In February 2021, the Centre said a marriage is only between a man and a woman and that interferance in current marriage laws "would cause havoc" in the society, according to India Today. The Centre further said the same-sex marriage cannot be a fundamental right.
"Despite the decriminalisation of Section 377 of the Indian Penal Code (IPC), the Petitioners cannot claim a fundamental right for same-sex marriage...[Decriminalisation of homosexuality] applies to aspects which would be covered within the personal private domain of individuals [akin to the right to privacy] and cannot include the public right in the nature of recognition of same-sex marriage and thereby legitimizing a particular human conduct," said the Centre, as per India Today.
In its affidavit filed this month, the Centre said that while same-sex unions or non-heterosexual marriags are not unlawful, there is no recognition either and there is no legitimacy despite decriminalisation of homosexuality in 2018.
The Centre also said the fundamental right to life and liberty cannot include any implicit approval of same-sex marriage. The Centre said that a special status which is granted to heterosexual marriage cannot be construed as a discrimination against same-sex couples under Article 15(1) of the Constitution or as a privileging of heterosexuality. This is because no other forms of cohabitation, including heterosexual live-in relationships, enjoys the same status as heterosexual marriage, said the Centre.
The Centre also said that the fundamental right under Article 21 is subject to the procedure established by law and the same cannot be expanded to include the fundamental right for a same-sex marriage to be recognised under the laws of the country which in fact mandate the contrary.
"It is submitted at that there can be no fundamental right for recognition of a particular form of social relationship. While it is certainly true that all citizens have a right to association under Article 19, there is no concomitant right that such associations must necessarily be granted legal recognition by the State. Nor can the right to life and liberty under Article 21 be read to include within it any implicit approval of same sex marriage," said the Centre.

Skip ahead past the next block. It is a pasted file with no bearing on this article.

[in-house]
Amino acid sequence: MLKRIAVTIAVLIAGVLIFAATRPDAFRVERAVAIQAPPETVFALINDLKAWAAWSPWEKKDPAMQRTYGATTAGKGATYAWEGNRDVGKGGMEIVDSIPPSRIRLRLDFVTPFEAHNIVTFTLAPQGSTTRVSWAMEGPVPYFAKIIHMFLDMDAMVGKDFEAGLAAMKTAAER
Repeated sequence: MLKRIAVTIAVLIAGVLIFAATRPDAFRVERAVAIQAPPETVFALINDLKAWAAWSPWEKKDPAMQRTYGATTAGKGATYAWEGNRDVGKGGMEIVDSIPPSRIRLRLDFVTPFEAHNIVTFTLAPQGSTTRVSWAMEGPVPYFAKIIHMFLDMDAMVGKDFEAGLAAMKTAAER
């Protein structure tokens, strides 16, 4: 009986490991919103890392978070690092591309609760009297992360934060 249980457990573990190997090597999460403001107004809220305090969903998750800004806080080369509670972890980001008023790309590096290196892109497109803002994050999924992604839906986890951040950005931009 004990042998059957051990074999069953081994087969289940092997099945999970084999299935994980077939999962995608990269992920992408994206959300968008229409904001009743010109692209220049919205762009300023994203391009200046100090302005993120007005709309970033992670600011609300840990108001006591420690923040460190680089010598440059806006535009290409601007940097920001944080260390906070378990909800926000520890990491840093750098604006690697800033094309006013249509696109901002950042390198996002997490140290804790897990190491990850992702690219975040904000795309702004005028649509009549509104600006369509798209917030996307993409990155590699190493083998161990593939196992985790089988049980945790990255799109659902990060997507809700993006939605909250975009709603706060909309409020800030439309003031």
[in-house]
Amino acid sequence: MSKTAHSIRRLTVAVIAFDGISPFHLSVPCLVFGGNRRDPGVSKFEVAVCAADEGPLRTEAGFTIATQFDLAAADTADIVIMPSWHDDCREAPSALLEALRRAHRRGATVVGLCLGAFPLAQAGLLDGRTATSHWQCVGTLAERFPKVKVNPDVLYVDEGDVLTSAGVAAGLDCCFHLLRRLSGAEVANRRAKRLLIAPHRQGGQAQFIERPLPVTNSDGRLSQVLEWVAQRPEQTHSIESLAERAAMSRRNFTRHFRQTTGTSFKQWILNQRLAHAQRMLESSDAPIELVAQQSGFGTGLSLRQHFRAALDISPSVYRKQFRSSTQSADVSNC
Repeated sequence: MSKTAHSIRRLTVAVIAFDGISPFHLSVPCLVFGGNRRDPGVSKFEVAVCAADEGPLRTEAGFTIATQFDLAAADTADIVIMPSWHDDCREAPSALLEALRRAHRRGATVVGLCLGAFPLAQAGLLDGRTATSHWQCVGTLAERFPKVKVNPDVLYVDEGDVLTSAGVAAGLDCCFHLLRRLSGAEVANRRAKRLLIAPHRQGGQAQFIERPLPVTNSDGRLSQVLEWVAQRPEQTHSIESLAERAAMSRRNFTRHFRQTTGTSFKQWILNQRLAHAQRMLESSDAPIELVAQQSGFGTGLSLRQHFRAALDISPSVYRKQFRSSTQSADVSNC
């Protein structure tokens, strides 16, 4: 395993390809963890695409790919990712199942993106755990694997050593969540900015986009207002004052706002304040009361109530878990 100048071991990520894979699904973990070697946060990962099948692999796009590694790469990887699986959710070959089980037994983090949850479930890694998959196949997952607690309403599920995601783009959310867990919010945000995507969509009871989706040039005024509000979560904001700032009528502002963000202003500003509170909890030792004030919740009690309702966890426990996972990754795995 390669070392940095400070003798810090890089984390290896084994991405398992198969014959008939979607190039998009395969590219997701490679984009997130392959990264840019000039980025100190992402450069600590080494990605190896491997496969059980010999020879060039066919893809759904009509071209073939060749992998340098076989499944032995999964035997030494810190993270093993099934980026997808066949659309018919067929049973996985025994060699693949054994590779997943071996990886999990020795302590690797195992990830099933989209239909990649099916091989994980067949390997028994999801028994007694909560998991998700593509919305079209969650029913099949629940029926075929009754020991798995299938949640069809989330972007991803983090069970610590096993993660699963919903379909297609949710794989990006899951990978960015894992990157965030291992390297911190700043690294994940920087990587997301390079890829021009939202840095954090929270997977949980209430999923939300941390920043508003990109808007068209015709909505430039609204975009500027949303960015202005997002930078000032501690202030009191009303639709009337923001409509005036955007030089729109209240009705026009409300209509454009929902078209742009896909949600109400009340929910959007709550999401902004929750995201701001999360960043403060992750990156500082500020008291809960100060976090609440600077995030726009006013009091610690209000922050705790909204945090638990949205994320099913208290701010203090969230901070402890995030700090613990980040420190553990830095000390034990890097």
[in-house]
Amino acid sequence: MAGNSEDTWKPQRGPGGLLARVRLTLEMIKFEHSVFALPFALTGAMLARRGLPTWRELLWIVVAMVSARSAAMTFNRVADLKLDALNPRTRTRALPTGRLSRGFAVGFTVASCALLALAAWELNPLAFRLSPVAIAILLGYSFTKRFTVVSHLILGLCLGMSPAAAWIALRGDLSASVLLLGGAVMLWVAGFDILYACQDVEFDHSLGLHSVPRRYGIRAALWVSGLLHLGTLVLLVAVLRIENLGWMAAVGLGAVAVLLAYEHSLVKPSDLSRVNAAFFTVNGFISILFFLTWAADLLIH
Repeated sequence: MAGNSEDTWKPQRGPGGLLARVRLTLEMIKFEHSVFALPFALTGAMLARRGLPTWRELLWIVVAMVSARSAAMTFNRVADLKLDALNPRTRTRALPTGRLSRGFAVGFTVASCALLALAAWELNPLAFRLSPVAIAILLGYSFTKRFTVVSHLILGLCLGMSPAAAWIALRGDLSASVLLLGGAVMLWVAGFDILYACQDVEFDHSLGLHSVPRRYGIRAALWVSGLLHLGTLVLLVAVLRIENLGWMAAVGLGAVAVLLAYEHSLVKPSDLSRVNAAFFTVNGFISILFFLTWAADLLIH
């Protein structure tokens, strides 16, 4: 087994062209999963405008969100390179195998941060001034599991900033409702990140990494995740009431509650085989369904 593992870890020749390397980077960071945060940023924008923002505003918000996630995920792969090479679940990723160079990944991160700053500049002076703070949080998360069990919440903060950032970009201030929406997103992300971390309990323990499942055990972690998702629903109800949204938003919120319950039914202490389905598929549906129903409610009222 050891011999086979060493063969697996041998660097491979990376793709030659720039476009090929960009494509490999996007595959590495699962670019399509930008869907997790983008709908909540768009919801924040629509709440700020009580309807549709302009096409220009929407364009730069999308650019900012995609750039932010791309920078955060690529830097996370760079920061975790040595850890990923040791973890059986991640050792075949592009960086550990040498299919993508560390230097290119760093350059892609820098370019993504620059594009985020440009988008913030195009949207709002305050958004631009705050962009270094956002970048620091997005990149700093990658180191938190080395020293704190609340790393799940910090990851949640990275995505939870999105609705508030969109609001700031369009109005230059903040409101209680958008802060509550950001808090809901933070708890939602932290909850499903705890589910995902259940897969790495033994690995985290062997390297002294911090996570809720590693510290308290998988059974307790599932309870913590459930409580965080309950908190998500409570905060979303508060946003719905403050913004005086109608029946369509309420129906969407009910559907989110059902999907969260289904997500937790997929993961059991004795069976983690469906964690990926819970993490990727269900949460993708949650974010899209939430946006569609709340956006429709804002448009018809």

The Centre said that the principles of legitimate state interest as an exception to life and liberty under Article 21 would apply to the present case and the statutory recognition of marriage as a union between a "man" and a "woman" is intrinsically linked to the recognition of heterogeneous institution of marriage and the acceptance of the Indian society based upon its own cultural and societal values which are recognised by the competent legislature.
"In a same sex marriage, it is neither possible nor feasible to term one as 'husband' and the other as 'wife' in the context of legislative scheme of various statutes. Resultantly, the statutory scheme of many statutory enactments will become otiose," said the Centre's affidavit.
The government said that the intent of the legislature was limited to the recognition of a legal relationship of marriage between a man and a woman, represented as a husband and wife. Any other recognition over and above the conventional relationship of marriage between a man and woman would cause irreconcilable violence to the language of the statute.
The government said that if the prayer of the petitioners is recognised, it may lead to further anomalies in other enactments governing marriages of Christian and Muslim persons.
Left-Liberal activists changing India's ethos: BJP leader
Earlier in December 2022, BJP leader Sushil Modi termed the campaign for same-sex marriage recognitiona a "left-liberal" ploy to change "ethos of India". He also questioned the role of Judiciary in the matter.
"Two judges can't decide on such an important social issue, which warrants a debate in Parliament and in society at large. Some left liberals and activists are making efforts to change the ethos of the country. I urge government to strongly argue against same-sex marriage in court," said Modi at the time.
(With PTI inputs)